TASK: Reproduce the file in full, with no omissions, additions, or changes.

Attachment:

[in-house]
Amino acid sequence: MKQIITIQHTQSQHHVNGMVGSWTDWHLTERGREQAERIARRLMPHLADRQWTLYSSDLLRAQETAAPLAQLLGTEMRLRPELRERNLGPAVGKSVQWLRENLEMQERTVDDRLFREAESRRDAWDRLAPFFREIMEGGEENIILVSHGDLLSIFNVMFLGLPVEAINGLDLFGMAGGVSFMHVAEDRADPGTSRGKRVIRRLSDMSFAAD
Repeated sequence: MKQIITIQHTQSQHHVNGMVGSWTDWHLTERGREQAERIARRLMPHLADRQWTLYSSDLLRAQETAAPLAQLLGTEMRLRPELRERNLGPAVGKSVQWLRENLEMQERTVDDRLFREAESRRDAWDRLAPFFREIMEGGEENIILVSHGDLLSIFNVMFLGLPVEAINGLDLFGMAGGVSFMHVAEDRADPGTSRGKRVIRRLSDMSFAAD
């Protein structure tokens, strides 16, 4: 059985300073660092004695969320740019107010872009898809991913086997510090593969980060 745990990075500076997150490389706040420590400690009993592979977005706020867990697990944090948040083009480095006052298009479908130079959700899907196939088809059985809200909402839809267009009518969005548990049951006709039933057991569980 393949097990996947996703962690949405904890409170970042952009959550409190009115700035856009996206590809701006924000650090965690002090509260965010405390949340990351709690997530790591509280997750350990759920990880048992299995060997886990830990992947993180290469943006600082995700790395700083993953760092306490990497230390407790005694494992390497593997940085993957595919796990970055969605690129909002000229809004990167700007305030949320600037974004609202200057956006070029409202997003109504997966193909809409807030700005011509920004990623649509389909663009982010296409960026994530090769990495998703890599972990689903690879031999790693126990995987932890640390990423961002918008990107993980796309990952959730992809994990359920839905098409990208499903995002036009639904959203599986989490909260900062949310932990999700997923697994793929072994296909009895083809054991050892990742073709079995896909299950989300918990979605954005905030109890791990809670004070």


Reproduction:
[in-house]
Amino acid sequence: MKQIITIQHTQSQHHVNGMVGSWTDWHLTERGREQAERIARRLMPHLADRQWTLYSSDLLRAQETAAPLAQLLGTEMRLRPELRERNLGPAVGKSVQWLRENLEMQERTVDDRLFREAESRRDAWDRLAPFFREIMEGGEENIILVSHGDLLSIFNVMFLGLPVEAINGLDLFGMAGGVSFMHVAEDRADPGTSRGKRVIRRLSDMSFAAD
Repeated sequence: MKQIITIQHTQSQHHVNGMVGSWTDWHLTERGREQAERIARRLMPHLADRQWTLYSSDLLRAQETAAPLAQLLGTEMRLRPELRERNLGPAVGKSVQWLRENLEMQERTVDDRLFREAESRRDAWDRLAPFFREIMEGGEENIILVSHGDLLSIFNVMFLGLPVEAINGLDLFGMAGGVSFMHVAEDRADPGTSRGKRVIRRLSDMSFAAD
């Protein structure tokens, strides 16, 4: 059985300073660092004695969320740019107010872009898809991913086997510090593969980060 745990990075500076997150490389706040420590400690009993592979977005706020867990697990944090948040083009480095006052298009479908130079959700899907196939088809059985809200909402839809267009009518969005548990049951006709039933057991569980 393949097990996947996703962690949405904890409170970042952009959550409190009115700035856009996206590809701006924000650090965690002090509260965010405390949340990351709690997530790591509280997750350990759920990880048992299995060997886990830990992947993180290469943006600082995700790395700083993953760092306490990497230390407790005694494992390497593997940085993957595919796990970055969605690129909002000229809004990167700007305030949320600037974004609202200057956006070029409202997003109504997966193909809409807030700005011509920004990623649509389909663009982010296409960026994530090769990495998703890599972990689903690879031999790693126990995987932890640390990423961002918008990107993980796309990952959730992809994990359920839905098409990208499903995002036009639904959203599986989490909260900062949310932990999700997923697994793929072994296909009895083809054991050892990742073709079995896909299950989300918990979605954005905030109890791990809670004070």